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Is Amazon Taking Advantage Of US Postal Service - PostalExperience
I definitely think that if you look at the research, I've read that they're getting as much as a $1 46 cent subsidy on a per package basis, so I do think that in the case of the US Postal Service Amazon is definitely getting a sweetheart deal.
Donald, what about you? Absolutely you know what the bottom line is, the post offices subsidized its parcel delivery through its first-class mail for years for decades, that's why it's running it a twenty to thirty percent discount to the rates. You're going to see via UPS or FedEx, and the beneficiary of that, of course, is Amazon or anybody else who uses them for that last mile, and to what the point that Morgan made just a few minutes ago, they're going anyway to deliver first-class mail. But when they're going specifically on Sunday, then the bleeding turns into massive hemorrhaging, and they're doing so for the benefit of one customer, which from the outside looking it doesn't make sense, but you know what I mean, we seem to be blaming their losses on Amazon, but the post office has been losing money well before Amazon was ever invented. We're not specifically but we're thinking, and the president's tweet suggests that it's Amazon.
That's causing the Postal Service to lose much money, it is because it doesn't charge enough at this point, so how do we solve the post offices problem in this case? First of all, this president would be the first policy maker to gloss over the details, but it is said the bottom line is that you should not be for the benefit of one customer in a fashion, that is detrimental to private companies that pay their own way subsidizing Amazon. Whether it's Amazon or any of the others? this should be fairer, a real balance in what the cost and delivering that parcel, whether it is for Amazon or for jet.com or for nobody ever heard of, it should be a price that more fairly reflects the cost to make that package happen, and indeed that's what happens when you pay FedEx or UPS to deliver it.
Tom, my understanding is this has come about, because in part mail volume is down 40% from its peak, so the US Post Office has the spare capacity that it's basically just letting Amazon boxes right on, and in 2006 there was a congressional act requiring the post office not to under charge anybody, and I think to harmonize what it charges period, it is up to Congress now to either enforce that better, or you know in the post office, tomorrow just say, okay, we're going to raise the rates for Amazon. And what happens to taxpayers if Amazon then goes elsewhere and doesn't use that service.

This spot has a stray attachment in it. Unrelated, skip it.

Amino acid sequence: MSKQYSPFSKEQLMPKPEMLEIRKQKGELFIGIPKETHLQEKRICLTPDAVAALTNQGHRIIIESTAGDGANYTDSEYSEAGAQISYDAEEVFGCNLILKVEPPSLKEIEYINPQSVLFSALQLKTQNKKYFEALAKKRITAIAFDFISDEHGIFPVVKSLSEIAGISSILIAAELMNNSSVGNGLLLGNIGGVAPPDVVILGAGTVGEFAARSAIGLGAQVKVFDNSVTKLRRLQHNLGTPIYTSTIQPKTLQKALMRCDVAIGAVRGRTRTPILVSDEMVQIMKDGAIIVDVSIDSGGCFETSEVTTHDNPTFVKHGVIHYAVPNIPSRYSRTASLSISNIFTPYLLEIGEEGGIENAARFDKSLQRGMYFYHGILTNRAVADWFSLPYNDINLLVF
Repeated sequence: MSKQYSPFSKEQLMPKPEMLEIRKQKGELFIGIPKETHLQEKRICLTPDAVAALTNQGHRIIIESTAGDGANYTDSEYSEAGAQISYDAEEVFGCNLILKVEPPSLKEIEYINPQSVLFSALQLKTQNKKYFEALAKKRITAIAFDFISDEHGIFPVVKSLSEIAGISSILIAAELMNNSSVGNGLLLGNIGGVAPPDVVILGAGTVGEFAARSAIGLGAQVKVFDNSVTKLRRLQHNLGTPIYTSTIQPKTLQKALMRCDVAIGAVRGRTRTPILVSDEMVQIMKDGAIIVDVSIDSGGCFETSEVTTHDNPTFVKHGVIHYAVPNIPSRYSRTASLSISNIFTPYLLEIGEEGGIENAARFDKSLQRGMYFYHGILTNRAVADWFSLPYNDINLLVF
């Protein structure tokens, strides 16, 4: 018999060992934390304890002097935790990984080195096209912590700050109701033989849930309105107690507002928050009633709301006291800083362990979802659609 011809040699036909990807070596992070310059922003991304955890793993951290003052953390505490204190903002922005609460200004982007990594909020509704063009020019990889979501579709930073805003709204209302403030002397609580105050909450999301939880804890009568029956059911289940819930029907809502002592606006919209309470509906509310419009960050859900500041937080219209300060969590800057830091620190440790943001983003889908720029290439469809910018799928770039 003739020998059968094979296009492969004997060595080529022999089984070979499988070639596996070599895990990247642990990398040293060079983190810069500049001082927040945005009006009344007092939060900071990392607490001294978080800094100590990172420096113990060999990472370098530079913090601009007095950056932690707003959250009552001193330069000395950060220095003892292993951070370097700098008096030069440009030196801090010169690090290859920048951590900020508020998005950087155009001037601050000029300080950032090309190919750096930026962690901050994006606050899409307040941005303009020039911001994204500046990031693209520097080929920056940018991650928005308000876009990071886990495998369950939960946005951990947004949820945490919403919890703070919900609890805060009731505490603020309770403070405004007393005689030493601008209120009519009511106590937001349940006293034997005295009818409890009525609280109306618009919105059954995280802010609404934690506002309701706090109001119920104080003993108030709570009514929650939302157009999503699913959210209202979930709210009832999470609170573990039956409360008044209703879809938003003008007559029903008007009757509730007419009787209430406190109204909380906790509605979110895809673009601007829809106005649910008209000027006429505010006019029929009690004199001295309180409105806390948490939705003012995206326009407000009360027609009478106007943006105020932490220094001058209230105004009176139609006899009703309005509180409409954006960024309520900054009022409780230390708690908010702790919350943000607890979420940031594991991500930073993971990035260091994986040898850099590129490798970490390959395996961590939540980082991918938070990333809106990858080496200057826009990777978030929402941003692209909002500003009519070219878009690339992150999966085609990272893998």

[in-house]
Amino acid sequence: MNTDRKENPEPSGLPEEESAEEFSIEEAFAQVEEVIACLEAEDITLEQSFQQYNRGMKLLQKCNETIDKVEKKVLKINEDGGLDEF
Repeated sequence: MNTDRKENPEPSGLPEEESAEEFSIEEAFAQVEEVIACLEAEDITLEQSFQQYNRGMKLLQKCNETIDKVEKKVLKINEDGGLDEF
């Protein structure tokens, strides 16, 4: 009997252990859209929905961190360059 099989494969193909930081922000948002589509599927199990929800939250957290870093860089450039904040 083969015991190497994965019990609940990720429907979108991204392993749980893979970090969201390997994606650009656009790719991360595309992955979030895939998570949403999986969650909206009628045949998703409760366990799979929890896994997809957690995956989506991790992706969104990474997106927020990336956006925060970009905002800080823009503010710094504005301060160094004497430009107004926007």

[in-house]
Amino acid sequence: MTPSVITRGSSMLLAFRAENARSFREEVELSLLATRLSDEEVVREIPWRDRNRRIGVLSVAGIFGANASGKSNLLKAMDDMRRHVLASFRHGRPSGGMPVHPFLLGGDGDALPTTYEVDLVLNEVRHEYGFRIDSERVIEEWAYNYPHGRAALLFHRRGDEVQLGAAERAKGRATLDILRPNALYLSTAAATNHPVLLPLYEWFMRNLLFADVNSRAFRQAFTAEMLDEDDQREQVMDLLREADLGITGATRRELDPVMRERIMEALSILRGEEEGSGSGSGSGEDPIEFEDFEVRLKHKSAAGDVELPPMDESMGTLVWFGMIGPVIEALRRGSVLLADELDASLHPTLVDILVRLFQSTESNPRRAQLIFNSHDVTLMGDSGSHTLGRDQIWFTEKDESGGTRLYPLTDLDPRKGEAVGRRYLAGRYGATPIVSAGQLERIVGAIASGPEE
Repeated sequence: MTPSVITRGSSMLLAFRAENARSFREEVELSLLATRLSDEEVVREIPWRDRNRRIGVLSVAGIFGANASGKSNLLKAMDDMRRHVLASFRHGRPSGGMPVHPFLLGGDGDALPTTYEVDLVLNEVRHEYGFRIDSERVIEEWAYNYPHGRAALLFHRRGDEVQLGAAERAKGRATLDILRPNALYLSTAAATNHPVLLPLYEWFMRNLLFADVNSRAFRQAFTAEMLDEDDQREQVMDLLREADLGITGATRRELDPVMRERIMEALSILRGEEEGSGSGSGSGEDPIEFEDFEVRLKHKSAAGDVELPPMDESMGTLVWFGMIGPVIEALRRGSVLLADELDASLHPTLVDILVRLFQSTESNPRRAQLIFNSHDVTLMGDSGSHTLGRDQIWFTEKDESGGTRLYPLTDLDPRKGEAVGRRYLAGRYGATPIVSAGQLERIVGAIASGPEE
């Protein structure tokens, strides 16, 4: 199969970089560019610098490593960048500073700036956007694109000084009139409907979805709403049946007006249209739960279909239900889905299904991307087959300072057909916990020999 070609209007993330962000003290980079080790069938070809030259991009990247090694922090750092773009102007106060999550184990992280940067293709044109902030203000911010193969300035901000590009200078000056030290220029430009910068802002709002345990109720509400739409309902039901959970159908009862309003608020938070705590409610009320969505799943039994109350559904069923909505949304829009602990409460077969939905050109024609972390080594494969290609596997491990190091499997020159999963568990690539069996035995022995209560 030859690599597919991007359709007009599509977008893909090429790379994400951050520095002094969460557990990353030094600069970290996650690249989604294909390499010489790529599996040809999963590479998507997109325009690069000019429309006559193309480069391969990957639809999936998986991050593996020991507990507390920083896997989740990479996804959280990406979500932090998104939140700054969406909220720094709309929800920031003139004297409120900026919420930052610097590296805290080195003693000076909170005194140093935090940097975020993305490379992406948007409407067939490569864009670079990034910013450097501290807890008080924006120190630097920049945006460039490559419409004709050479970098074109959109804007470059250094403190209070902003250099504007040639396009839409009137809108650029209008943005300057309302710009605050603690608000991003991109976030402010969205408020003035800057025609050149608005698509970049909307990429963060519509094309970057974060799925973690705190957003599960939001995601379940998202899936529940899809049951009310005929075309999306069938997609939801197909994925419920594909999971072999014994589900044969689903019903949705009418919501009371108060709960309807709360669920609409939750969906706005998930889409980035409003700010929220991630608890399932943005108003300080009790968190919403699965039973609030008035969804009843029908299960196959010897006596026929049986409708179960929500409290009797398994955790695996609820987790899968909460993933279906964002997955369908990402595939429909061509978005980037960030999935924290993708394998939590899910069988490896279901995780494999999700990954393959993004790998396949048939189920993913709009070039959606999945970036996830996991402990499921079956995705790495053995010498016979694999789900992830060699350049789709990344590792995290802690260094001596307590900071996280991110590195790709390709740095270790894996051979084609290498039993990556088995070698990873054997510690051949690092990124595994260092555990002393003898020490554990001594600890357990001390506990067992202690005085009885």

I think if you step back for a minute, you look at retail there's clearly a need for a third participant beyond FedEx and UPS, which arguably operated duopoly, but I think what we're talking about here is getting Amazon to pay a fair rate for the service from the Postal Service, and then, generally speaking, getting the volume of sales and the Postal Service to be enough for them to offset their cost, but you bring up a good point.
Kelly, basically the challenge is that the first-class mail volumes continue to go down for a lot of different reasons, but clearly commerce is headed in the right direction, and if they can get both an increase in volume and perhaps a more fair market rate from Amazon, that could go a long way, but as Amazon going to stay, Tom continued to use the post office, if it has to pay more, if you look at what Amazon's doing, in general, they're increasing their own first party logistics efforts, because they need to be, and they realize that they're over reliant on FedEx UPS, and then I guess to a lesser degree the US Postal Service it's good news, though Amazon continues to grow.
I think it'll be an opportunity for an increase in volume with all three of those carriers - UPS, FedEx and the US Postal Service, so I do think there's an opportunity that if they charge a fair rate, there will still be lots of volume from Amazon for them to take care of.
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